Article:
Thirty days and thirty nights of literary abandon began today for aspiring novelists participating in National Novel Writing Month. Launched in 1999, NaNoWriMo is an annual challenge to write 50,000 words in 30 days. Last year, over 200,000 people signed up, writing 2,872,682,109 words.
Of course, you can write a novel whenever you want to, and you can also write 1,667 words a day whenever you want to. But the power of November is twofold: first, it’s a community of people, all doing the same thing at the same time, encouraging each other; and second, it’s a way to force you to get over the very first hurdle toward being a writer – writing. No, what you write in 30 days will probably not be very good. No, you’re not going to go off on December 1 and query an agent (and if you do, then you’re one of the ones giving NaNo-ers a bad rep). But at the very least you’ll have practice writing, and at best you might have the start of something great.
Though if you want a success story, look no farther than Erin Morgenstern, author of The Night Circus, the best new book I’ve read this year. The debut novel (which garnered a six-figure deal) started life during NaNoWriMo five years ago. Morgenstern is the first to point out that the book was nowhere near finished after 30 days, but it was at least a start, and sometimes that’s what you really need.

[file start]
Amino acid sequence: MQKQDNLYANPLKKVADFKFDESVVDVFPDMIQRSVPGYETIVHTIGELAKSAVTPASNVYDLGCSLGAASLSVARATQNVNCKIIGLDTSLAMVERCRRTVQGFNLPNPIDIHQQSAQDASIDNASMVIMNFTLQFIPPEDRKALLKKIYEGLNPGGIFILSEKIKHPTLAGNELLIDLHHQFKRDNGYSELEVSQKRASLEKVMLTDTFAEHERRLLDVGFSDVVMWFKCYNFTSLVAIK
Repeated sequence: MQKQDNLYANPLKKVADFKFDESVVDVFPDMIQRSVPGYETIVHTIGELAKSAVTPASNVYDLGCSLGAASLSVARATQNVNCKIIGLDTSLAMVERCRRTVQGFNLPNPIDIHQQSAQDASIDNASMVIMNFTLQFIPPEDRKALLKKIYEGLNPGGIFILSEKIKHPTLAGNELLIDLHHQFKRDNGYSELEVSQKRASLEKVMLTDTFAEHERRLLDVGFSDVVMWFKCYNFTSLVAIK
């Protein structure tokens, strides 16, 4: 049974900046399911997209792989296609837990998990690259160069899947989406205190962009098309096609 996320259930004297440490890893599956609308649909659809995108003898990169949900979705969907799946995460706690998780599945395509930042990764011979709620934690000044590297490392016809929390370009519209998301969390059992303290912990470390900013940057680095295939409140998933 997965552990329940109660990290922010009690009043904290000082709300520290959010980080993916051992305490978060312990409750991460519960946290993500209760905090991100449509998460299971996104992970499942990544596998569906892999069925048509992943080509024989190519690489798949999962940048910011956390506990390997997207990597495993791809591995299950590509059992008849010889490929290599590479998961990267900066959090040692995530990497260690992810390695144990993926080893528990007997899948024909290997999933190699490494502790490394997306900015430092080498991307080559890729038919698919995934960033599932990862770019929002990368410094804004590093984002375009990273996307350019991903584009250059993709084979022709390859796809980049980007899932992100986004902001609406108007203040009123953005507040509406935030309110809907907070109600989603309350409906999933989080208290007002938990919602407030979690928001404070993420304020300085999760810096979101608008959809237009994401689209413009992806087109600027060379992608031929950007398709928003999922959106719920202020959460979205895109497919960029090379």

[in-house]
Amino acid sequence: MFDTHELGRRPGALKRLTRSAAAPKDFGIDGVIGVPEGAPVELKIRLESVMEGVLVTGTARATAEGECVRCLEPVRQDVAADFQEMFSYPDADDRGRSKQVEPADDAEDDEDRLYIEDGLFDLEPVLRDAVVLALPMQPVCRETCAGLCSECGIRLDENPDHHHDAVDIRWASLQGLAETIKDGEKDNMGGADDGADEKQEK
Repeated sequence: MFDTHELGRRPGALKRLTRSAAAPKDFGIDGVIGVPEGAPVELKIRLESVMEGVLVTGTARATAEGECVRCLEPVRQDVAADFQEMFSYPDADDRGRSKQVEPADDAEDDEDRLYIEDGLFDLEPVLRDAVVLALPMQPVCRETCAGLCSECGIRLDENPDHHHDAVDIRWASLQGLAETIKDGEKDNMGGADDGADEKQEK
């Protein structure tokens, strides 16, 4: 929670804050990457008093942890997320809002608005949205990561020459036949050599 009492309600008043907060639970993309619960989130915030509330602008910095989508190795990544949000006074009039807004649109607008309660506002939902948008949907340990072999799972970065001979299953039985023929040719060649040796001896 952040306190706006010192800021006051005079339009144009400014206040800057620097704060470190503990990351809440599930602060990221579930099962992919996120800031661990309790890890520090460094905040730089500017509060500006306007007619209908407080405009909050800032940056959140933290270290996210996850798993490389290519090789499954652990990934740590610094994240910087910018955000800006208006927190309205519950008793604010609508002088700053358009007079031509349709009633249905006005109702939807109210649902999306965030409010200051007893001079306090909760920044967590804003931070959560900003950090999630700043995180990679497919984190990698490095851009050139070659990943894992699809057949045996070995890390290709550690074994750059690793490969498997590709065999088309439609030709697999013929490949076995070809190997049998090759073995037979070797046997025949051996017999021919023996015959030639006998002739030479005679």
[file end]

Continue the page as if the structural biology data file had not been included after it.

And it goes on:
Also, for novelists in the crowd whether you’re participating or not – good news for your technology needs! Writing software Scrivener is about to be available for Windows. You can pre-order it now for 10% off and an additional discount with code NANOWRIMO. I’m a huge fan of this software and have used it on Mac for years – I also know some people who have had good success using it to organize their dissertations.
Any readers participating in the challenge this year? If so, let us know what your novel’s about!
Image: NaNoWriMo Day 3 / mpclemens / http://creativecommons.org/licenses/by/2.0/